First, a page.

That's essentially why I wrote that post to begin with -- I'm trying to figure out which one I am. In my case, if someone asks my religion, I do not hesitate: I'm an atheist who was raised Mormon. But it seems like I've been practicing a bit of a "don't ask, don't tell" policy...
You be the judge. Here's my professional history in a nutshell:
- In college, attending BYU, I was completely in the closet about my disbelief. Frankly, I didn't want to be expelled and have BYU refuse to transfer my credits. Long before it happened to Chad Hardy, it was no secret that that was the policy.
- In grad school -- as I explained in how I came to sympathize with the Mormons -- the first question after “What’s your name?” is “Where’d you get your undergraduate degree?” In the Math department (at Rutgers), they posted a list of all the new grad students along with the name of the university each came from. So I was obliged to explain to everybody. “Yes, I went to BYU. No, I didn’t want to go there. Yes, I was raised Mormon. No, I don’t believe in it.” That was cool!!! I had an excuse to tell everyone all my funny stories about growing up Mormon without ever being the one who was impolite enough to bring it up. One Christian guy displayed a pamphlet called "A Christian's Response to Homosexuality" in on his desk in view of his out-Lesbian office-mate, and everybody talked about the appropriateness (or not) of that.
- At my first real job (as a programmer in NJ), a Muslim colleague gave me a card inviting me to her Sunni Muslim center, which I politely declined. Another Muslim colleague was shocked by anecdotes that involved social drinking. An Orthodox Jewish colleague refused to shake my hand. A Lutheran Colleague didn't have any peculiar restrictions but managed to bring up his Lutheranism pretty frequently anyway. I was the junior member of the team and said nothing about the subject.
- My second job was at a little dot-com startup back when all you needed to get investors on board were an idea and a few slides (before the dot-com bust of 2000). All of my colleagues were from India. They were from all over India, and was curious to hear about all of the cultural differences among the different areas. Many of them were vegetarian and/or did strange fasts like eating only fruits and nuts one day per week. At my request, they brought me along to a Hindi movie and (on another occasion) to their Diwali service. It was really quite fascinating. Belief in God (or gods) per se didn't really come up much except when I was talking about France (being engaged to a Frenchman and all). When I mentioned that the French almost never go to church, a Hindu colleague asked, "But when do they pray?" My reply: "They don't."
- My third job was almost entirely telecommuting, so I had very little casual contact with my colleagues. This actually presented real problems for communication and collaboriation on projects, so I've tried to avoid excessive telecommuting since then.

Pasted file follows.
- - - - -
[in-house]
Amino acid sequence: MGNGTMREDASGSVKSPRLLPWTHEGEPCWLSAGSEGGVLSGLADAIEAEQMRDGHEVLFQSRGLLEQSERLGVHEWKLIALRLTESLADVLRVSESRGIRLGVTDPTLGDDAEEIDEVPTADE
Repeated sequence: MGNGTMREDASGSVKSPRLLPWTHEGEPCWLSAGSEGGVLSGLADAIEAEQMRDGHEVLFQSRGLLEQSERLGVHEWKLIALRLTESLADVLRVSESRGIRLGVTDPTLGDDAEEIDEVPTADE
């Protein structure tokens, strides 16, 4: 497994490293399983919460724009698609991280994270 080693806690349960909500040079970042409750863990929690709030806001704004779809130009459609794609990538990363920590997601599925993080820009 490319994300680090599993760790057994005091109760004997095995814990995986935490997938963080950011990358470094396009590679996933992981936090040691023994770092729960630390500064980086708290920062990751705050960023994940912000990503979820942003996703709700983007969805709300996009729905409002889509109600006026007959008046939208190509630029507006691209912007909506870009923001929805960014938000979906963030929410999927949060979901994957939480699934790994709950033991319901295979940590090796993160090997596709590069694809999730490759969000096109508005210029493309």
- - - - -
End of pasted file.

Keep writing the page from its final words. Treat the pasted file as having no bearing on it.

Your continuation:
- At my fourth job, I'd started getting involved with Mormon-related discussions online, so I kind of wanted to talk to my colleagues about it, but still I didn't bring it up. As far as I could tell, nobody in the whole company (of a few hundred people) was religious at all. The closest thing to a display of ideology was one guy in another department who put up a rainbow flag in his personal work area. One colleague told me how shocked he was when he saw a documentary about G.W.B. and how much he brought God into public policy. Said my colleague, "Here in France, we have a tradition of separation of church and state..." I sadly replied, "We used to have that too!" On another occasion, a colleague was telling someone a funny story, and I caught just the end bit where he recounted saying to someone "Écoute, dieu n'existe pas [Listen, God does not exist]". I caught his eye and smiled, but didn't say anything (because he was talking to someone else).
- My fifth job was fairly brief (I had to quit when I moved to Switzerland), but I got in one conversation about religion. My family took a trip to Lourdes -- the #1 world Catholic pilgrimage spot -- so I was careful to explain that it wasn't a pilgrimage, it's just that my husband's aunt is a nun. A colleague told me his story of visiting Lourdes when he was a kid, in Catechism. The healthy push the sick (in special wheelchairs of Lourdes) to the healing waters to bathe. An endless procession of the dreadfully ill marinate in the miraculous pool from morning until night. Then it's your turn to get in. "That you don't get sick from it -- that's the miracle!" he said.
- And that brings me up to my present job. One colleague volunteered that he'd voted in favor of gay marriage when it came up in a Swiss referendum. This came up because another colleague was planning to visit some gay married friends on vacation. (Both of these colleagues are straight guys.) I've hinted about being atheist-friendly, and one colleague has hinted back. He lent me his disc of Randy Newman's Faust, and pointed out specifically that Randy Newman (who wrote it and plays the devil) is an atheist. I'm listening to it now -- not bad. :D
So what do you think?
It would be fun if some of you -- atheist or not -- would take this as a meme! I'm curious about how my real-life "out at work" experience compares to others.